- Last Updated on 08:03 AM 04/17/12
- BY Danielle Vaughn
In an attempt to co-exist with the beavers living on their campgrounds, board members of Camp Selah Ministries in Sutherlin sought help from wildlife biologists of wildlife response innovations and services division of the United States Humane Society.
These biologists spent all day Saturday implementing an innovative device designed to prevent the beaver dams from flooding camp roads.
“People on our boards are very sensitive to nature and didn’t want to exterminate them if there was another way to do it,” said Sallye Hardy, executive director of Camp Selah Ministries. “Beavers are certainly one of God’s precious creatures, but they have proven challenging for Camp Selah. Building their dams, they have caused significant damage to the roads getting into and out of the camp. To our delight, solutions abound, so in an effort to be good stewards of the property and these little fellows, we are partnering with the Humane Society of the United States to reach a “no-kill” solution.”
The board initially considered removing the beavers but decided instead to consult with the Humane Society which conducted a site evaluation and recommended a flow device to prevent flooding and alleviate road damage.
“We are really grateful that there are people who are compassionate and care about animals and their habitat,” Hardy said.
Camp Selah ministries is a 37-acre faith-based camp with a mission to nurture the spirituality of any person, to facilitate the gathering of people and equip them for love and good deeds in Jesus Christ through individual and group experiences such as retreats, camps, opportunities for spiritual direction, seminars, workshop, festivals and electronic conversations.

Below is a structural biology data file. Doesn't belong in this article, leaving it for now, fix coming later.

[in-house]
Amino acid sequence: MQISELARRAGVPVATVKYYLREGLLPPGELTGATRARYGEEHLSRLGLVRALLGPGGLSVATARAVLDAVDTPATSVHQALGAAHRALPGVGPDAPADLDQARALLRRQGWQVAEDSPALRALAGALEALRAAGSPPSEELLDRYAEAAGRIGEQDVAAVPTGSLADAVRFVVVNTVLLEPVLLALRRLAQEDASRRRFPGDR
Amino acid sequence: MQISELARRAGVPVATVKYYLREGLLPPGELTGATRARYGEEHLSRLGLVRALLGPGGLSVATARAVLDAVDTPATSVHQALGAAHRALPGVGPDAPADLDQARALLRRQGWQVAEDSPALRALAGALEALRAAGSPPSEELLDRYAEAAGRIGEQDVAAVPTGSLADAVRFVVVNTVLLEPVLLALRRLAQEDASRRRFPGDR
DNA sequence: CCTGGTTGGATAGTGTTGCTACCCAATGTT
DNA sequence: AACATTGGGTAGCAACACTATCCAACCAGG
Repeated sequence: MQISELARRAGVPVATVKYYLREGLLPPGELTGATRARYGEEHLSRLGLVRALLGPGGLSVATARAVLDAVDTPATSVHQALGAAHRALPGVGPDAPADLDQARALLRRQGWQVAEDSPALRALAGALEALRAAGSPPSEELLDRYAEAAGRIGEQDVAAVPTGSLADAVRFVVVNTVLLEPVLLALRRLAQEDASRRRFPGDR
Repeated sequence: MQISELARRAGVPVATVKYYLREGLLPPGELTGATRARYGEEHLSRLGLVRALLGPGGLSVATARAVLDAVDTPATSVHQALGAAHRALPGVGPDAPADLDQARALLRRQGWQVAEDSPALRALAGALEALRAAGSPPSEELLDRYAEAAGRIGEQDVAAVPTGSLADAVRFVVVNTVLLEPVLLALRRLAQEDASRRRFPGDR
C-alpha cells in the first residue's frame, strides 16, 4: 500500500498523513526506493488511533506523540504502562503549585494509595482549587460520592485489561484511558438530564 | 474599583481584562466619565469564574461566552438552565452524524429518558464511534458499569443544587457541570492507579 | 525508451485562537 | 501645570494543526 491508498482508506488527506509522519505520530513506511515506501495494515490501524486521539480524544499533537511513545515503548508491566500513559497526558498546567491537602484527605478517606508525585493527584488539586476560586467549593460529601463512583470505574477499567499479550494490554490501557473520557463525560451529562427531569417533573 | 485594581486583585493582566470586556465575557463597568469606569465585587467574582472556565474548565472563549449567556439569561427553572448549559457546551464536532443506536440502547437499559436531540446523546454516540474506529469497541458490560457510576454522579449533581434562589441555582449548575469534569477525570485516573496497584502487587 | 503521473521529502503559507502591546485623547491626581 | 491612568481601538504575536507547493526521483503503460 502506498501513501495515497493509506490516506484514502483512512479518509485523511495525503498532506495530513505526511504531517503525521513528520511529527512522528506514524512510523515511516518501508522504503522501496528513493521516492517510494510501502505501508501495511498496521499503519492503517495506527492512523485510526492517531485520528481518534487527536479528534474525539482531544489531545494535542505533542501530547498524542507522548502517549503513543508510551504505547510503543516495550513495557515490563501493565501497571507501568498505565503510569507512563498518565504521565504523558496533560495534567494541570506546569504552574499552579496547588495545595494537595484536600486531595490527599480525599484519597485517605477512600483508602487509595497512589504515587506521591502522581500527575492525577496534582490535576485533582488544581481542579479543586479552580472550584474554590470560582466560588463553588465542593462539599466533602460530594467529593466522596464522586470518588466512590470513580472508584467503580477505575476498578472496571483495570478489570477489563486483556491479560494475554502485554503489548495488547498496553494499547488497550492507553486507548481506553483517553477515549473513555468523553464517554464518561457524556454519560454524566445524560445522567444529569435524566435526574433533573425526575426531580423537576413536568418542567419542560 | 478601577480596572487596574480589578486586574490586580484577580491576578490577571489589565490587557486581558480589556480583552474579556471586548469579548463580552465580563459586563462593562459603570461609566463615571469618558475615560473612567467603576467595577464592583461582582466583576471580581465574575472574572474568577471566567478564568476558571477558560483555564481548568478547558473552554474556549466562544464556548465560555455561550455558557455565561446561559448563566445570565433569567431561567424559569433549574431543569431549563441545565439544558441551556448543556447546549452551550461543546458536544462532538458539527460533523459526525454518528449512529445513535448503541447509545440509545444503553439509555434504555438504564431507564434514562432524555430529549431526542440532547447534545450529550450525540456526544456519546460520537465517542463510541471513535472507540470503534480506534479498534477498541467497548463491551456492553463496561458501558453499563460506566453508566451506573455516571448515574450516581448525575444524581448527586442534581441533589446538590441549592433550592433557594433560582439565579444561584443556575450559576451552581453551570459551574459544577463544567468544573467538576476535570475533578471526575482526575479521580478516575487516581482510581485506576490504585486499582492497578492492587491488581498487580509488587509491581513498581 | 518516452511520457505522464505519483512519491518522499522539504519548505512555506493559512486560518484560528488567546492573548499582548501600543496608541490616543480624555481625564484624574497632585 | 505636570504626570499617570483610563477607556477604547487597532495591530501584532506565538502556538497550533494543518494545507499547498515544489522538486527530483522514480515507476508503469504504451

Its main focus is the nurture and care of children, and they thought it would be good for the children to learn how to embrace the beavers as God’s creation and co-exist with them at the camp instead of removing them or killing them.
“We hope it will be good for the beavers, good for the land, good for the water and good for the children,” Hardy said.
The water flow devices consist of flexible corrugated plastic pipes, sized to the particular job but usually somewhere between eight and 15 inches in diameter.
The device is installed by notching the existing dam and then running and securing the pipe in the gap. The sound and feel of water running through the pipe stimulates the beaver to attempt repairing the dam at the site of the notch, but not at the pipe ends, and thus, the upstream water level is maintained at a depth that meets the camp’s needs.
To ensure beavers or debris don’t block the upstream end of the system, a filtering device also will be installed.
“This is a win-win for Camp Selah and the beavers,” Stephanie Boyles Griffin, senior director of Wildlife Response, Innovations and Services said. “Not only will installing a pipe system solve the camp’s flooding problems, the camp’s efforts to find and implement a humane, non-lethal solution to their beaver management dilemma is now and will continue to be a living testimony of the camp’s primary tool of ministry: embracing of God’s creation at Camp Selah,” Griffin said.